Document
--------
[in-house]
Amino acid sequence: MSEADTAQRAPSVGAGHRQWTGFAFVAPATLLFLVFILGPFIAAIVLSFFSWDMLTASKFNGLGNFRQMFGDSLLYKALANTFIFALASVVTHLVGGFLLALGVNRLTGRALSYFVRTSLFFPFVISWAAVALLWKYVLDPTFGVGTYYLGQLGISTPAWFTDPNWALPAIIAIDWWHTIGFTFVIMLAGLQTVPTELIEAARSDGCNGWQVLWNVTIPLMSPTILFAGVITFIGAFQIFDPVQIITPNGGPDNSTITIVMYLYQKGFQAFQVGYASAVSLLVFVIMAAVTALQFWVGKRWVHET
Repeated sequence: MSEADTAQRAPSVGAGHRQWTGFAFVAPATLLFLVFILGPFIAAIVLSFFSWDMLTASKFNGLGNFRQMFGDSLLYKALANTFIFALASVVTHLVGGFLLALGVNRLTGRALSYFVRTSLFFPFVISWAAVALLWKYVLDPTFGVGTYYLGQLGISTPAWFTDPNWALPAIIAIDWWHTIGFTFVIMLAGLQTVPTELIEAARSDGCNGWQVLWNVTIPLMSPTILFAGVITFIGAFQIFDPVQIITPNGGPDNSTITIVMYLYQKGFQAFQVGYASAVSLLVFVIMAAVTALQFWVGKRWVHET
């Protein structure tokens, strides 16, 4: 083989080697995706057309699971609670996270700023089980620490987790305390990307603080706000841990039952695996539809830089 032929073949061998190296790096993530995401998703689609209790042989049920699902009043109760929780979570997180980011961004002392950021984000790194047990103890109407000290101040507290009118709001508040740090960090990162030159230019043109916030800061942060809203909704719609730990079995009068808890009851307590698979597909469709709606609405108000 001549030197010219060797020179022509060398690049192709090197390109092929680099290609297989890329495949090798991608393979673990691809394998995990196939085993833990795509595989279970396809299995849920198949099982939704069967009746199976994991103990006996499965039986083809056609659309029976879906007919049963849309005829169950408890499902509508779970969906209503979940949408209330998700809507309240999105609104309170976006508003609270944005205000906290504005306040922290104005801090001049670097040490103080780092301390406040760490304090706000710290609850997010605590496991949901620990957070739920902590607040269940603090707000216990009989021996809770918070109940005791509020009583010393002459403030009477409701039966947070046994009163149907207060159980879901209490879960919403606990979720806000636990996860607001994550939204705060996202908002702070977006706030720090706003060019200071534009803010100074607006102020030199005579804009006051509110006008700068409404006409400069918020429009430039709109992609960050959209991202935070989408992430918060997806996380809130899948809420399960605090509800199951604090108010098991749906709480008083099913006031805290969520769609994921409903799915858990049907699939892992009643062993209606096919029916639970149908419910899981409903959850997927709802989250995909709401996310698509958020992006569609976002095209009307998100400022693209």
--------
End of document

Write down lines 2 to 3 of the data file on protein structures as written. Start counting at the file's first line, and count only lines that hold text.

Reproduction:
Amino acid sequence: MSEADTAQRAPSVGAGHRQWTGFAFVAPATLLFLVFILGPFIAAIVLSFFSWDMLTASKFNGLGNFRQMFGDSLLYKALANTFIFALASVVTHLVGGFLLALGVNRLTGRALSYFVRTSLFFPFVISWAAVALLWKYVLDPTFGVGTYYLGQLGISTPAWFTDPNWALPAIIAIDWWHTIGFTFVIMLAGLQTVPTELIEAARSDGCNGWQVLWNVTIPLMSPTILFAGVITFIGAFQIFDPVQIITPNGGPDNSTITIVMYLYQKGFQAFQVGYASAVSLLVFVIMAAVTALQFWVGKRWVHET
Repeated sequence: MSEADTAQRAPSVGAGHRQWTGFAFVAPATLLFLVFILGPFIAAIVLSFFSWDMLTASKFNGLGNFRQMFGDSLLYKALANTFIFALASVVTHLVGGFLLALGVNRLTGRALSYFVRTSLFFPFVISWAAVALLWKYVLDPTFGVGTYYLGQLGISTPAWFTDPNWALPAIIAIDWWHTIGFTFVIMLAGLQTVPTELIEAARSDGCNGWQVLWNVTIPLMSPTILFAGVITFIGAFQIFDPVQIITPNGGPDNSTITIVMYLYQKGFQAFQVGYASAVSLLVFVIMAAVTALQFWVGKRWVHET